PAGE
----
Anna Sokolow

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Anna Sokolow
Anna Sokolow, 1961
Anna Sokolow, 1961
Born (1910-02-09)February 9, 1910
Hartford, Connecticut
Died March 29, 2000(2000-03-29) (aged 90)
Manhattan, New York City
Occupation modern dancer and choreographer

Anna Sokolow (February 9, 1910, Hartford, Connecticut – March 29, 2000, Manhattan, New York City) was an American dancer and choreographer. that worked internationally, creating political and theatrical pieces. She worked with major companies, including the Martha Graham Company and Batsheva Dance Company. Sokolow also formed her own group “Dance Unit” which became Players’ Project after its dispersal and her death.

She was also a co-founder of the Actors Studio.

Early life[edit]

Anna Sokolow was born on February 9, 1910 in Hartford, Connecticut. Her father, Samuel Sokolowski, immigrated to the U.S. around 1905 in pursuit of a job. Her mother, Sarah, came to the U.S. in 1907. Intending to reside in Hartford, Connecticut, Samuel and Sara eventually moved to New York City for better job prospects. Sarah started working in the garment industry when Samuel contracted Parkinson’s disease. A socialist, Sarah was heavily involved in the Garment Workers Union.[1] Anna Sokolow was the third child of four born to Samuel and Sarah, preceded by Isadore and Rose, and succeeded by Gertie.[1]

Training[edit]

Sokolow began her dance training by taking classes at the Emanuel Sisterhood alongside her sister Rose. Her first teacher, Elsa Pohl, was influenced by the work of Isadora Duncan. Despite the objection of her family, Sokolow moved away from home and dropped out of school in favor of a dance career at age 15.[1] While training, Sokolow supported herself by working in a factory. She began training under Bird Larson, Irene Lewisohn, Louis Horst, Martha Graham, and Blanche Talmud at the Neighborhood Playhouse at the Henry Street Settlement House in 1925 as a “Junior Player.” Talmud, Sokolow’s main teacher, had a background in Delsarte and Dalcroze eurhythmics.[1] As a student at the Playhouse, Sokolow studied voice, dance and pantomime. She eventually received a full scholarship at the Playhouse, and participated in her first major performance in 1928 as a part of Bloch’s “Israel Symphony.”[1]

Career[edit]

Sokolow first performed with the Martha Graham Company in 1930. She danced with the company as a soloist for about 8 years. While performing with the Graham company, she assisted Louis Horst in his choreography classes.[2] One of her notable performances with the company was in Massine’s “Rite of Spring” in 1930.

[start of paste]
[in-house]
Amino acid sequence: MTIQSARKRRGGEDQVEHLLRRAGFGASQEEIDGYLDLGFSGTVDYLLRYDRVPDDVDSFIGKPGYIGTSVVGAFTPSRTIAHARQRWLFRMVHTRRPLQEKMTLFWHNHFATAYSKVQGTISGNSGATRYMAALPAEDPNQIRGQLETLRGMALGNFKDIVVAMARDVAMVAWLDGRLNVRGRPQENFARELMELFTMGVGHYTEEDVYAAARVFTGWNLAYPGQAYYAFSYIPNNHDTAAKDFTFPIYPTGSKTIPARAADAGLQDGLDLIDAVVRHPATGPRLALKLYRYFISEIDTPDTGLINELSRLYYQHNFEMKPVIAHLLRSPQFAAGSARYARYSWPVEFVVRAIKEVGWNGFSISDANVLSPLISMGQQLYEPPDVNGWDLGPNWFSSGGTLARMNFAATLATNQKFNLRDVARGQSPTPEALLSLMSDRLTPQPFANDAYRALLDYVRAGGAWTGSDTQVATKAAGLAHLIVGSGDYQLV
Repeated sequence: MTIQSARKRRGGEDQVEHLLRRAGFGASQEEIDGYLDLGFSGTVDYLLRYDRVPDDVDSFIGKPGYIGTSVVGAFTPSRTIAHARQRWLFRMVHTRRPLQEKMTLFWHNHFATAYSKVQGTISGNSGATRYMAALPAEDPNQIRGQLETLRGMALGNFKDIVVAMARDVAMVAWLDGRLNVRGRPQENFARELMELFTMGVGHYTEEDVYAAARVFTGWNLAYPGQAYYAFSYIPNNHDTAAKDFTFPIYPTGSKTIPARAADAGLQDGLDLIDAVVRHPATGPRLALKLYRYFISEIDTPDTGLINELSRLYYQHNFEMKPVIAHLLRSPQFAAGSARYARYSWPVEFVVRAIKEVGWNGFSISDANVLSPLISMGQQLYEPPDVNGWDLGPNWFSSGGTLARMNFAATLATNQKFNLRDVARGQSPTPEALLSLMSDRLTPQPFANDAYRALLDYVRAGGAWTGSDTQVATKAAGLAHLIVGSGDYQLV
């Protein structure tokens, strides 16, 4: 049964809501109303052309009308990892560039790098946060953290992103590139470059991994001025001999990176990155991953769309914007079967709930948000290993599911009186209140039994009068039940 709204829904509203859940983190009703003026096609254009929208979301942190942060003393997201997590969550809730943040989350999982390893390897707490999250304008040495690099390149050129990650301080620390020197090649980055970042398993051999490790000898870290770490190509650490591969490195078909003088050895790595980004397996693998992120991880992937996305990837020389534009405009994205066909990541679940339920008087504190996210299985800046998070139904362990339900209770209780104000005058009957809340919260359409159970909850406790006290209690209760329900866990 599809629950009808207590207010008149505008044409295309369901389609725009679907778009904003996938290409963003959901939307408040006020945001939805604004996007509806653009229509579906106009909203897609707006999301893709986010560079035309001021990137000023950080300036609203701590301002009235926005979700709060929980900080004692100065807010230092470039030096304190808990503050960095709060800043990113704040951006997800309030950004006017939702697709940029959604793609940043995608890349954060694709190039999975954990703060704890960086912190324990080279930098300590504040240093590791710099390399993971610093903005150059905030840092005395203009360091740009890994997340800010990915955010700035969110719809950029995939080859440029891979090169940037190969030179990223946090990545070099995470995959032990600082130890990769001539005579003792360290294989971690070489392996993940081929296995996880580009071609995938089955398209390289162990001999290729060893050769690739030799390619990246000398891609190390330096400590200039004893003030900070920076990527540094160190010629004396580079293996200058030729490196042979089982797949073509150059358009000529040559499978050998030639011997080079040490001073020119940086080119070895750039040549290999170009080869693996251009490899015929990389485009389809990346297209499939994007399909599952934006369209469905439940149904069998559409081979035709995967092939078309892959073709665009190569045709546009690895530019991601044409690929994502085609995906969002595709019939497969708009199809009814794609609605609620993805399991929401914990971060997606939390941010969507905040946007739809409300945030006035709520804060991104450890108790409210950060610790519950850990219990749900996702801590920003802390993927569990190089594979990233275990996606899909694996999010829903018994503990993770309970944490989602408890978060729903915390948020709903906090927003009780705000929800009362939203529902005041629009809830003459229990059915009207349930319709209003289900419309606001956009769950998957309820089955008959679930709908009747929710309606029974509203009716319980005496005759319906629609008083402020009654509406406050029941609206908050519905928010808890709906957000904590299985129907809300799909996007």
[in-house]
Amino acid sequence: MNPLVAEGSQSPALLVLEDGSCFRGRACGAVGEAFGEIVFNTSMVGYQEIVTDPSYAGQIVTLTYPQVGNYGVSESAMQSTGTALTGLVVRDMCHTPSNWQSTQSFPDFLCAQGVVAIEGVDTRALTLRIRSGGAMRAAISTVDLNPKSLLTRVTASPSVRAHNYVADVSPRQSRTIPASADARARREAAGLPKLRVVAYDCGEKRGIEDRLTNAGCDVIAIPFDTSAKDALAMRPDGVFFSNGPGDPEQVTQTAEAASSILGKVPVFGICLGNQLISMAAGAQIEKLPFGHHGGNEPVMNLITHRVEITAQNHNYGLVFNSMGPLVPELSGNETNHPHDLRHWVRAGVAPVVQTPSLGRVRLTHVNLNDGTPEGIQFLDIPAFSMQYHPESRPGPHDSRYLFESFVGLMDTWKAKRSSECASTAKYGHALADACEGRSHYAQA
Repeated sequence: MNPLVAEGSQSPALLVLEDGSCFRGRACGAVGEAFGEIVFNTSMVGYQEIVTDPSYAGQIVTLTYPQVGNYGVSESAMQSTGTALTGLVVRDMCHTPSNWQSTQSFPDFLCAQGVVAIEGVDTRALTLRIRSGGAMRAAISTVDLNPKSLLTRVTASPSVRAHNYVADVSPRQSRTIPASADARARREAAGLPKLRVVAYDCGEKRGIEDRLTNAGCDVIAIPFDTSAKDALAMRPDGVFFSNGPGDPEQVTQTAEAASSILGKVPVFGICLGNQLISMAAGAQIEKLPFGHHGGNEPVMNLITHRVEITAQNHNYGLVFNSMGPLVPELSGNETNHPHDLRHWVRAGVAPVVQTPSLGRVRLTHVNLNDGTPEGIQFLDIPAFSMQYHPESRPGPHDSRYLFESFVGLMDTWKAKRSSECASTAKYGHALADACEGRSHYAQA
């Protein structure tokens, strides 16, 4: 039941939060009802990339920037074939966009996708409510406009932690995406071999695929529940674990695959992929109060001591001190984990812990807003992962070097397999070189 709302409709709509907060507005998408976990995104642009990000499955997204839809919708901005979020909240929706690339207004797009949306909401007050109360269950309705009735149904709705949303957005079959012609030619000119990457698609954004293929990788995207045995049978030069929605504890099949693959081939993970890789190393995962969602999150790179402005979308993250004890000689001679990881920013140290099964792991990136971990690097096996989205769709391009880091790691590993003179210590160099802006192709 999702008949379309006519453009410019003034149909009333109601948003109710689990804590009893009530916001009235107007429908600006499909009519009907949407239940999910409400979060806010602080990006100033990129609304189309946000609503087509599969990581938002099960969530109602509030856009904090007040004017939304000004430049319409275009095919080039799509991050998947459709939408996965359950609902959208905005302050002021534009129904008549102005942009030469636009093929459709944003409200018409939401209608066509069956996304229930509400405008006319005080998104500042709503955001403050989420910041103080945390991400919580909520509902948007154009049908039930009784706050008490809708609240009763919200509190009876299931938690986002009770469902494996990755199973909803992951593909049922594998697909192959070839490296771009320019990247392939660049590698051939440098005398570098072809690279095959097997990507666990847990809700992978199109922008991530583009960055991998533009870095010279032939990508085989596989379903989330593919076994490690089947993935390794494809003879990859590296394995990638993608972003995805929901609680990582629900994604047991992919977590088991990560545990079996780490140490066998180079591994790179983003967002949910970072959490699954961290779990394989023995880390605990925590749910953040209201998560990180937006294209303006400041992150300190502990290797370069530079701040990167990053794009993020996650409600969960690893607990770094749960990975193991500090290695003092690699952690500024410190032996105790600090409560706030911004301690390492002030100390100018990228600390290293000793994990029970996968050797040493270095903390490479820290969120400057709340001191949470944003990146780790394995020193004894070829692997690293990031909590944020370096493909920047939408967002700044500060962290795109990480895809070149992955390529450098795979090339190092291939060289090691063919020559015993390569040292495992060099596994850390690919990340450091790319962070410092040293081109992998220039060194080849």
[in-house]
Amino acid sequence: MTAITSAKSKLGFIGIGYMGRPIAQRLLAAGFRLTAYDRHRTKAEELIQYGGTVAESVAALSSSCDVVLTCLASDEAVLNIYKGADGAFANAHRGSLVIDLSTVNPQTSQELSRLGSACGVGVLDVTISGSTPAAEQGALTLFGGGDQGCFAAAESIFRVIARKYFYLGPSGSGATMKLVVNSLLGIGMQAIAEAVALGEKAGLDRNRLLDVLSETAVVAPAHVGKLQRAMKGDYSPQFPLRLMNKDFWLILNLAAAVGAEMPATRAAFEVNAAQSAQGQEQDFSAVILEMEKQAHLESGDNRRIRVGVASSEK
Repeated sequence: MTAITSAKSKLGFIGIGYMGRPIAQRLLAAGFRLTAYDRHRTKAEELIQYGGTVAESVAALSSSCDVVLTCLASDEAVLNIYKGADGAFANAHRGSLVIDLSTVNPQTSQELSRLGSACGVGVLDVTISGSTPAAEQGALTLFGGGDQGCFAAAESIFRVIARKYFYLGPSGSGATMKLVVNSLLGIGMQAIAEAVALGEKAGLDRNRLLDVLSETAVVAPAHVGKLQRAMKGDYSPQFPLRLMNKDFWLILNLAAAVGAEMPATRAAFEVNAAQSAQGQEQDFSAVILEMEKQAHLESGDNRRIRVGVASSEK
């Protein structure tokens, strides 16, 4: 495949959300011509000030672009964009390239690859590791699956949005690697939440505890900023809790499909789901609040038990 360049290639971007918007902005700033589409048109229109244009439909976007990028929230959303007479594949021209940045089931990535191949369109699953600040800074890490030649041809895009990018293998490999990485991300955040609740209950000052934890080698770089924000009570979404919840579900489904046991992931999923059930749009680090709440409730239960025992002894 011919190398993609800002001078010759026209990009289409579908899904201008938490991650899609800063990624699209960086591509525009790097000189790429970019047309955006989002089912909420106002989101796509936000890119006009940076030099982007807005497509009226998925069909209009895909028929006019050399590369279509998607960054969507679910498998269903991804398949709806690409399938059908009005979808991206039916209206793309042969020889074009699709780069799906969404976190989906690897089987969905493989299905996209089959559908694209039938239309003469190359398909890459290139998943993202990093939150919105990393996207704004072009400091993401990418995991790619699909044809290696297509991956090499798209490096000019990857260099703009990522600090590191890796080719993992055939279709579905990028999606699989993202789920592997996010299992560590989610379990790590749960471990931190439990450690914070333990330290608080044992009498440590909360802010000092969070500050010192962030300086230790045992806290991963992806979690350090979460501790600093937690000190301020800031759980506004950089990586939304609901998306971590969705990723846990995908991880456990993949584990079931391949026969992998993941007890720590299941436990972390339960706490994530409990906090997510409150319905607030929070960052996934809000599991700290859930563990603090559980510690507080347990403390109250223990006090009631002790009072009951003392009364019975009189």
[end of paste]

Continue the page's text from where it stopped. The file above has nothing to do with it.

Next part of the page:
Sokolow’s first solo performances occurred between 1929 and 1932. She developed the Theatre Union Dance Group in 1933, which was renamed “Dance Unit” in 1935.[3] In programs for “Dance Unit”, Anna Sokolow’s name wasn’t emphasized in order to bring more attention to the group as opposed to certain individuals.[1] Despite this, the dancers were known as the "Sokolovas."[2] In 1936, a full evening of her own work was presented at the Y.M.H.A. in New York City. Some of the works included in the program were Speaker (1935), Strange American Funeral (1935), Inquisition ‘36 (1936), and Four Little Salon Pieces (1936). In 1937, four men joined the Dance Unit for the first time, premiering in Excerpts from a War Poem (1937). With the addition men, she avoided dividing movement based on gender and instead presented all bodies as equals.[3] Sokolow joined the New Dance League in 1937.

Beginning in the 1930s, she affiliated herself with the politicized "radical dance" movement, out of which developed her work Anti-War Trilogy (1933).[4] During this time period, she performed and choreographed both solo and ensemble works, which tackled subject matter that included the exploitation of workers and growing troubles of Jews in Germany. Sokolow drew a lot of inspiration from the Union movement as she considered the unions her first audience.[1] She often explored themes of Communism, socialism, and the working class through her dances, particularly in Strange American Funeral (1935) and Case No. -- (1937). Several works from this period, including Anti-War Trilogy, were set to music by the composer Alex North.[5]

In the 1940s, Sokolow continued premiering works in various venues throughout New York City, such as The Bride (1946), a piece influenced by traditional elements from Orthodox Jewish wedding ceremonies.[1] From 1955-1985, Sokolow regularly choreographed for the Juilliard Dance Ensemble at the Juilliard School. She created many notable pieces for the group including Primavera (1955) and Ballade (1965).

In 1953, Sokolow created Lyric Suite, one of her most well-received works. A collection of solos, duets, and ensemble work set to the music of Alban Berg, Lyric Suite was noteworthy for its lack of a narrative and its "suite form" design.[2] The New Dance Group sponsored the first showing of Lyric Suite in March 1954. Sokolow considered this piece as the beginning of a new era in her choreography.[1]